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An Idaho Judge Is Turning Heads For Ordering A Woman To Wear A Charm Bracelet While On Probation

People don't bat an eye when a judge orders you to wear an ankle bracelet if you're sentenced to being under house arrest. But a charm bracelet?

Jennifer Fanopoulos was not confined to home sentencing, but U.S. District Judge Edward Lodge sentenced her to three years on probation for obtaining illegal drugs in the hospital where she worked.

However, Lodge had an additional requirement to Fanopoulos's sentence.


She was ordered to wear a bracelet bearing the photos of her children as a daily reminder to avoid using drugs and consume alcohol.

Assistant Criminal Justice Professor Jacqueline Lee with Boise State University told the Associated Press that the unique probation was rare and its effectiveness in preventing future crimes is undocumented.

"I've never seen anything like this, but certainly judges do depart from the normal conditions sometimes."
"There are some cases where they describe some of these terms as a 'scarlet letter,' where they've made people who have a DUI put a sign-up, or get a special license plate designating the conviction."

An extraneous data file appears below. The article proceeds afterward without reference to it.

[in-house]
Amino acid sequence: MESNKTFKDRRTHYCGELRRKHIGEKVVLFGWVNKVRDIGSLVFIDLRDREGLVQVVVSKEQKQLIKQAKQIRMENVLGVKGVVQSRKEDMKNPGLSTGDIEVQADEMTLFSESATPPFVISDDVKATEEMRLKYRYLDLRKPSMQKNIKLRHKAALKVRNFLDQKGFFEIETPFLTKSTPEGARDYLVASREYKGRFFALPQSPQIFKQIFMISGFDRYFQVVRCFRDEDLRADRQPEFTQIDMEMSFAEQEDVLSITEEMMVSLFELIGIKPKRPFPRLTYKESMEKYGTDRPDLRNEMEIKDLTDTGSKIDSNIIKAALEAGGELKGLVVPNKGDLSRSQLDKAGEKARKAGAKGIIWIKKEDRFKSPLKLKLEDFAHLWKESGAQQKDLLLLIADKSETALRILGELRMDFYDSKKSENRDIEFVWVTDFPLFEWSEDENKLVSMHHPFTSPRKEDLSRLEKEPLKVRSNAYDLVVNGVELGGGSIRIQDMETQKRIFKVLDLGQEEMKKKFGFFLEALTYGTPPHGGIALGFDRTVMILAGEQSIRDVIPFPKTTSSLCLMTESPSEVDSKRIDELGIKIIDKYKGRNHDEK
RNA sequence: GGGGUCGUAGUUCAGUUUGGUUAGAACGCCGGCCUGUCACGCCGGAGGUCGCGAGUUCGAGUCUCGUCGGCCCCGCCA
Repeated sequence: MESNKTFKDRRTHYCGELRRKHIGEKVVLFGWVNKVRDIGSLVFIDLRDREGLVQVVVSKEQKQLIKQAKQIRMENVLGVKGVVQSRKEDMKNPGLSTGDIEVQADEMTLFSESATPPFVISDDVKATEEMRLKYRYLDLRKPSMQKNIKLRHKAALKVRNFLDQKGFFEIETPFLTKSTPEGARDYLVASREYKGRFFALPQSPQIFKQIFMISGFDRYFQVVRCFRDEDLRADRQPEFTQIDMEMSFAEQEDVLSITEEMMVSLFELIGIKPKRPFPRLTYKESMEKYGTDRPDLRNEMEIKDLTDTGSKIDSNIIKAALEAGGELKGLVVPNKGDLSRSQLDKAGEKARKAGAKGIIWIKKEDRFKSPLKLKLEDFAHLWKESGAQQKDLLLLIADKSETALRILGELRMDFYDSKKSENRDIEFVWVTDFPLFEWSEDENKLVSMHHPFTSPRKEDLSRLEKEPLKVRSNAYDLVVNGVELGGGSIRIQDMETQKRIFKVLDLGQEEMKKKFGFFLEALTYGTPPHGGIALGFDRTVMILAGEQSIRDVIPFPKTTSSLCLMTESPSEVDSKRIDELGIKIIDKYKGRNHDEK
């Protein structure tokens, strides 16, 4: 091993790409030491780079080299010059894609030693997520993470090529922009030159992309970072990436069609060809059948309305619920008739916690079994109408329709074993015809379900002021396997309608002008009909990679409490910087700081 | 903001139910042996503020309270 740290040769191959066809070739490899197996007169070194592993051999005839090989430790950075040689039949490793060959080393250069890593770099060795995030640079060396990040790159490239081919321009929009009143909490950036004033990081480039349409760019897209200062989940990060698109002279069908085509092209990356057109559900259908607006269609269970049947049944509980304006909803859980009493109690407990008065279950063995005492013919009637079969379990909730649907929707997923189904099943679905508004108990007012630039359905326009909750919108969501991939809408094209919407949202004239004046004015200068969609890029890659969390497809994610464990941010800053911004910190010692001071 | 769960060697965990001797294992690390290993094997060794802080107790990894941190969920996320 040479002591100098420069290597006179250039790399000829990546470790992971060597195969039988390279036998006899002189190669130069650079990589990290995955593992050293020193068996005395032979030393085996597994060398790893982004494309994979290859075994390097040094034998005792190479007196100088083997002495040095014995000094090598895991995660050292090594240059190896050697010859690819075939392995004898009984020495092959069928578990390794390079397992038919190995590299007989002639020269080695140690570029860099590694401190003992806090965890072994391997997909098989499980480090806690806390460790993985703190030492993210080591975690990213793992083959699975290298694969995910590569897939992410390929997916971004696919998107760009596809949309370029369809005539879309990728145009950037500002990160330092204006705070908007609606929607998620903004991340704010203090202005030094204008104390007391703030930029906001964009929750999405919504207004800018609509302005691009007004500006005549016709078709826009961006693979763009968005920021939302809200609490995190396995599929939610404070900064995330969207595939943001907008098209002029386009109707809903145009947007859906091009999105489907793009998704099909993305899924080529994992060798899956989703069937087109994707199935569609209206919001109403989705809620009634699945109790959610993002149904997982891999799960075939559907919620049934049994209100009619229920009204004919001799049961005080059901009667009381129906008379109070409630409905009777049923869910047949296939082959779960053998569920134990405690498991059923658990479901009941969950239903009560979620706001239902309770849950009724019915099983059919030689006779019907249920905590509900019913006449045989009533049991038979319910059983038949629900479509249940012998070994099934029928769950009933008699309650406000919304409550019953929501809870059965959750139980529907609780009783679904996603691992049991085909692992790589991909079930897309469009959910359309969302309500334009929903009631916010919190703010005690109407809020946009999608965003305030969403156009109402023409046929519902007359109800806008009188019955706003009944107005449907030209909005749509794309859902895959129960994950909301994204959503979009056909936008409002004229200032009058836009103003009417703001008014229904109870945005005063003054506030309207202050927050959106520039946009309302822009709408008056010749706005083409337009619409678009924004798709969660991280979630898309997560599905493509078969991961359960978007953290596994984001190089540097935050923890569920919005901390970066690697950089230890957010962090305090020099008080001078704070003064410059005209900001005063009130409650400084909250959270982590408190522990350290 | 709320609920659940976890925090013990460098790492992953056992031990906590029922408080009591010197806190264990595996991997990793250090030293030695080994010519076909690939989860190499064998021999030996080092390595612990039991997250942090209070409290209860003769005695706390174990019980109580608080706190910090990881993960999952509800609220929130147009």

She added:

"But this (the charm bracelet) doesn't seem like it has the same intent behind it, in terms of shaming a defendant."

Twitter couldn't pass up an opportunity to comment on the peculiar punishment.







University of Idaho College of Law Professor Shaakirrah Sanders is confused as to why the judge would order the bizarre punishment.

She said that judges are expected to abide within certain standards, including making sure the requirement doesn't exceed the severity of the crime with cruel or unusual punishment.

Sanders had some questions about the judge's decision:

"I'd be very curious about the basis of why the court thinks that would be helpful."
"I'm also curious as to whether this judge has made these types of terms of probation for other defendants: Is this a one-time occurrence? Is this used for every parent that struggles with addiction, or only for defendants who are mothers who find themselves in court?"


Lee added that unusual probation requirements aren't challenged.

"People don't often appeal probation conditions in the same way they would a prison sentence."

Does Fanopoulos deserve her peculiar requirement? If the bracelet fits, I suppose.